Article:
– no integrated GPS (same as for compass)
– model available suited to mount before the mast (I had to spend on a custom aluminum construction and the combination of that and the PB200 is going to weigh 10 times as much as the CV7 sensor and mount)
I never thought I would ever say such a thing: LCJ Capteurs, please invest more in marketing!
don’t feel bad recommending marketing efforts ! 🙂
I know there has been changes in that company recently and I think they will follow your advice !
I shall forward your words to them. I agree with you, their technical choices are smart and their products deserve dissemination !
Henning / Olivier,
I see that LCJ now show a CV7-SF wireless mast head sensor unit.
Does any one have any knowledge of this unit and would it interface with a TackTick system?? The refresh rates on the wirelss CV7-SF seem a bit slow at night at 13 seconds??
This wireless unit will not interface directly with the Tacktick wireless network but via NMEA0183.
It was originaly developped with shore installations and day boat use in mind. The low data rate is due to a technical choice : there is no battery. It uses a super-capacitor instead for weight gain, reliability and to keep the “no maintenance” spirit of the range.
The LJC Capteurs units look interesting, particularly given the lack of movings parts. But I’m wondering how well they will work at the top of a sailboat mast. Can you provide some info as to where they are used on racing sailboats today? For exmple, the Volvo or Vendee or AC or any other high end race programs?
Paul, Dan Corcoran races with a masthead Airmar PB200, which is apparently based on LCJ Capteurs tech, and he wrote about his findings on Panbo:
That said, Airmar may be using some heel and pitch compensation that LCJ doesn’t and the “PB” in the product name stands for power boat.
Thanks Ben. What is Dan’s ride and where is he campaigning it? I’m looking for references in which this tech has been proven in high end race conditions.
Paul, pls take this to the Panbo Forum and I can reply there.
Dan’s right that this is getting far off topic, but it would be interesting to discuss why grand prix racers don’t seem to like ultrasonic wind sensors or NMEA 2000.
I know a good reference in which the CV7 from LCJ Capteurs is being used : the french skipper Damien Seguin is using that sensor on his Class 40. He made a second place in the Transat Jacques Vabre 2011 with that equipment. I think his new boat will be fitted with a CV7 again. http://damienseguin.com/
The design of the CV7 does compensate pitch and roll without any other measure source. This is due to its shape.
Find quite a bit of experiences shared here 🙂
So, I’ll just launch my query:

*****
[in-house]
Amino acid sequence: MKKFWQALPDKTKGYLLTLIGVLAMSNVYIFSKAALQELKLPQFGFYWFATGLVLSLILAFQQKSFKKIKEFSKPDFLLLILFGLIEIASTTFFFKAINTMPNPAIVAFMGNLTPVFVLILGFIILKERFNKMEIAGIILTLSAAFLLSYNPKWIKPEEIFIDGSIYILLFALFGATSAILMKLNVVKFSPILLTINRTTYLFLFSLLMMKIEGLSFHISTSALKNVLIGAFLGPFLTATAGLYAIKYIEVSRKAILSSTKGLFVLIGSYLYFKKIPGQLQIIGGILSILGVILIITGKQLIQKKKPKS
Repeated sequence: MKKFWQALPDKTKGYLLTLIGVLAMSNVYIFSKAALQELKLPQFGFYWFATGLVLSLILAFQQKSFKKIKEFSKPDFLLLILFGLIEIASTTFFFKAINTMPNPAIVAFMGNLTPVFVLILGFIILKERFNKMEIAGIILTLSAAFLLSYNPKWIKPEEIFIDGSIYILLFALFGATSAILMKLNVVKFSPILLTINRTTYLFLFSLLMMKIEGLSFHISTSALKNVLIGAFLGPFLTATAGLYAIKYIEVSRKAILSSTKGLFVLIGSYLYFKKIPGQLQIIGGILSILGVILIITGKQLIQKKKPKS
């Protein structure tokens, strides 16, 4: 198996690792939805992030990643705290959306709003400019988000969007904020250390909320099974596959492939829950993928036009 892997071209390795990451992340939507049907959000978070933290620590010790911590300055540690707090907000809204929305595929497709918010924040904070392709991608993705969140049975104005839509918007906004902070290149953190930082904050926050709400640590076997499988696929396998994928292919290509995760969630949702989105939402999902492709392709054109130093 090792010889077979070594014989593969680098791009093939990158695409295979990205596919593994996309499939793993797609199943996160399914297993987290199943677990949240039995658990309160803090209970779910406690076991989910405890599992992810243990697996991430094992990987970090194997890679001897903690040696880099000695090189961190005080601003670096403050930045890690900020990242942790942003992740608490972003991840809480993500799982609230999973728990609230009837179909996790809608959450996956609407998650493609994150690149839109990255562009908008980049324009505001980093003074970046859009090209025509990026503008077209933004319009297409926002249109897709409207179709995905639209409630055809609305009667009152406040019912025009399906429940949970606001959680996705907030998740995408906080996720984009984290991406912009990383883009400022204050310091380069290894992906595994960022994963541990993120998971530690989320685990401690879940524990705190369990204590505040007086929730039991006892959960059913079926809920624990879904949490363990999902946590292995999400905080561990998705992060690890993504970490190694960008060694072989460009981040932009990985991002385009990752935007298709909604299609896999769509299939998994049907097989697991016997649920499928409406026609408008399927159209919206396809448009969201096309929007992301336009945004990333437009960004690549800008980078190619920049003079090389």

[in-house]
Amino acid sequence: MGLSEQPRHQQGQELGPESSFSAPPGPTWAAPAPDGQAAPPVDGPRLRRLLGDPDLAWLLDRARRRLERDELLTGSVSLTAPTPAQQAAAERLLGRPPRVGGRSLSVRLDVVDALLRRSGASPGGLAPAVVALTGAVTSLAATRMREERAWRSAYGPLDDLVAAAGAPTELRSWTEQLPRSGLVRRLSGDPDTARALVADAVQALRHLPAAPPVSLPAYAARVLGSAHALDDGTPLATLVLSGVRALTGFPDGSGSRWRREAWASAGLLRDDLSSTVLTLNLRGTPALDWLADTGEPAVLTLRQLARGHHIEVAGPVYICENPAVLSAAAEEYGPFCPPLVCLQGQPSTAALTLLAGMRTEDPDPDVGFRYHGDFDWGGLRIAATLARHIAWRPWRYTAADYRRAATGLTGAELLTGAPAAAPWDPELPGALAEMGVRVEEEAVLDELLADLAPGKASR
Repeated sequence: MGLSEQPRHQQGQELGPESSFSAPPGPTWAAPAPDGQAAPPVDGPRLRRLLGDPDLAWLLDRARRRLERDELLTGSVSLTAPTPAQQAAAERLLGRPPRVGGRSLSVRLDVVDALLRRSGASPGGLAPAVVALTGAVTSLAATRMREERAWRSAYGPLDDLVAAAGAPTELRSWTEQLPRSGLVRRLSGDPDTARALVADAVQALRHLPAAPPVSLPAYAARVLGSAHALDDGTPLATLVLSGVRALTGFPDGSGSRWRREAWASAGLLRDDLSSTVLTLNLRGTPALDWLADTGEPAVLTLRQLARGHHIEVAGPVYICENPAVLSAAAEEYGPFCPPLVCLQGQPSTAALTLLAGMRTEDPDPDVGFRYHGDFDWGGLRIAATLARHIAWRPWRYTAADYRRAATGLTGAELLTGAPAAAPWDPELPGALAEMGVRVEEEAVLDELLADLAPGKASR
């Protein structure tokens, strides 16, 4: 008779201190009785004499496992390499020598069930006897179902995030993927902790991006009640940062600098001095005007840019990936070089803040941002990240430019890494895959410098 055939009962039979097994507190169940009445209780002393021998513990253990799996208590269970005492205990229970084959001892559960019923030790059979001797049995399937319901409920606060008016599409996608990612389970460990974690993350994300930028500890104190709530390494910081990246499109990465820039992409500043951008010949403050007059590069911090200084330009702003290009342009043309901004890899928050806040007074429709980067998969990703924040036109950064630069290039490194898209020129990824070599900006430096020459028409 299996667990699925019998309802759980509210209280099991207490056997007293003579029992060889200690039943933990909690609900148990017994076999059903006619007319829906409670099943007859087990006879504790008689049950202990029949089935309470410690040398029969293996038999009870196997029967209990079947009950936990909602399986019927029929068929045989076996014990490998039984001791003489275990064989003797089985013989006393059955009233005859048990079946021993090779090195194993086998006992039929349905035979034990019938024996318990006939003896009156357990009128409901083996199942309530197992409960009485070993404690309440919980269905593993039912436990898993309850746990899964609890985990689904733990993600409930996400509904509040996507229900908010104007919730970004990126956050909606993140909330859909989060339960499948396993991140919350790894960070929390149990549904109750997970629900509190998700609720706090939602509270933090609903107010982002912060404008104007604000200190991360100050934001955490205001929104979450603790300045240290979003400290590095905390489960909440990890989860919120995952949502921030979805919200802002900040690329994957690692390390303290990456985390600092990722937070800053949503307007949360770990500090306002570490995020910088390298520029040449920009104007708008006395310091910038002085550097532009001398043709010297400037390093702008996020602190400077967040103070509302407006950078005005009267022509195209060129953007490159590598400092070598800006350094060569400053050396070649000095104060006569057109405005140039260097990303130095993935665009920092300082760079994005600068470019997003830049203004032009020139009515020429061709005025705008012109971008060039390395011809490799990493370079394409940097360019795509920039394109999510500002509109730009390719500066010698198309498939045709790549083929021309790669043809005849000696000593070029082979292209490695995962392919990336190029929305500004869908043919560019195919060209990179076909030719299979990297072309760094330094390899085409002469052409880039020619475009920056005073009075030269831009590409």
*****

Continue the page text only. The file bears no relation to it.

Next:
we have a Raymarine E80 plotter, and a PC connected via the HS bus.
We often have issues of the PC not being able to talk to the plotter. We’ve found that the Pc should be powered up at least 5 minutes before even launching the Raymarine programme (and afterwards we found a reference/confirmation to this in the manual (which of course we read as a last resort :-P)).
My question is however, why? What network component takes 5 minutes before it’s operational? is it the autoIPconfig of windows? (We have a fixed IP on the PC, but the autoIPconfig remains on by default in windows)
It’s pretty annoying and doesn’t inspire trust in the entire setup?
Thanks beforehand for any comment/ideas!
Kris De Pauw
I have a Jeanneau 50DS with a E120w and E90w. I would like to add (replace) the E120w with a E125. My biggest issue is the size of the icons (buoys) which are so small its difficult to read them. If I add the E125, will this by itself allow enlargement of the icons using the same Navionic charts or is it a question of the Platimum Plus charts causing the reduced size. Raymarine says there is no fix for the E120w icons so I guess my question is if I use both the E125 and E90w will the E125 hardware remedy the problem on that unit. This is not a problem with the classic e120. a little rambling, but thanks.
Good you asked! The Raymarine gS125 and a77 displays I’m currently testing also show nav aids icons on Navionics charts at quite a small scale at many zoom levels, so I don’t think a hardware upgrade is your solution.
What helps me with this is putting the chart window in “Easy View” mode, which scales up nav aids and some depth soundings. It’s not perfect because Easy Mode can also eliminate some useful chart info from view but I think it’s available on your E Wide displays and may help.
Also, pay close attention to upper and lowercase series names. I believe that your E Wides are the last of the upper case E’s and that unfortunately means they run different software than all the e, c, a, and gS displays introduced since. Don’t presume any networking capabilities between your E and the current e (or other lower case) displays unless it’s specifically vetted by Raymarine.